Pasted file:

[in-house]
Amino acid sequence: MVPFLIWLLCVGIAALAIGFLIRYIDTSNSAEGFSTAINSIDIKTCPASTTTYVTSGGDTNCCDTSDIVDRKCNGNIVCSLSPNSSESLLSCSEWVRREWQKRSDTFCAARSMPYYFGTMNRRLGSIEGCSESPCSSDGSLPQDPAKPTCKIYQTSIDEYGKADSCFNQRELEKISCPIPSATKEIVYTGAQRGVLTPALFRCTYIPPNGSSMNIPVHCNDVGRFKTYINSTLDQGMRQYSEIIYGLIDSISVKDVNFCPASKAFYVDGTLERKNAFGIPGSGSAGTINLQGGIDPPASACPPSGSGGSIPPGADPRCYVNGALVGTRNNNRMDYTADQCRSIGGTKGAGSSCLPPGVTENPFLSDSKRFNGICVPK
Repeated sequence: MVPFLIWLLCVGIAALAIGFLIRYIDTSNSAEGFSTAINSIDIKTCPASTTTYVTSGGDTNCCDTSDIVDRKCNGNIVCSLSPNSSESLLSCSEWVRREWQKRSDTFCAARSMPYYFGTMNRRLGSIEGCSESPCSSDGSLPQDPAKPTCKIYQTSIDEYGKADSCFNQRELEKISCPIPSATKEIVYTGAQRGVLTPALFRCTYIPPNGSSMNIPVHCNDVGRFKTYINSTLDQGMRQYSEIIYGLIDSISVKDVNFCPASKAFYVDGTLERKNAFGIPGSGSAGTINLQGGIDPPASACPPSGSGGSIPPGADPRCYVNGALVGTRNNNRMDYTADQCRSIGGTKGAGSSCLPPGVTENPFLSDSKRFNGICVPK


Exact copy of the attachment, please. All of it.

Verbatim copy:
[in-house]
Amino acid sequence: MVPFLIWLLCVGIAALAIGFLIRYIDTSNSAEGFSTAINSIDIKTCPASTTTYVTSGGDTNCCDTSDIVDRKCNGNIVCSLSPNSSESLLSCSEWVRREWQKRSDTFCAARSMPYYFGTMNRRLGSIEGCSESPCSSDGSLPQDPAKPTCKIYQTSIDEYGKADSCFNQRELEKISCPIPSATKEIVYTGAQRGVLTPALFRCTYIPPNGSSMNIPVHCNDVGRFKTYINSTLDQGMRQYSEIIYGLIDSISVKDVNFCPASKAFYVDGTLERKNAFGIPGSGSAGTINLQGGIDPPASACPPSGSGGSIPPGADPRCYVNGALVGTRNNNRMDYTADQCRSIGGTKGAGSSCLPPGVTENPFLSDSKRFNGICVPK
Repeated sequence: MVPFLIWLLCVGIAALAIGFLIRYIDTSNSAEGFSTAINSIDIKTCPASTTTYVTSGGDTNCCDTSDIVDRKCNGNIVCSLSPNSSESLLSCSEWVRREWQKRSDTFCAARSMPYYFGTMNRRLGSIEGCSESPCSSDGSLPQDPAKPTCKIYQTSIDEYGKADSCFNQRELEKISCPIPSATKEIVYTGAQRGVLTPALFRCTYIPPNGSSMNIPVHCNDVGRFKTYINSTLDQGMRQYSEIIYGLIDSISVKDVNFCPASKAFYVDGTLERKNAFGIPGSGSAGTINLQGGIDPPASACPPSGSGGSIPPGADPRCYVNGALVGTRNNNRMDYTADQCRSIGGTKGAGSSCLPPGVTENPFLSDSKRFNGICVPK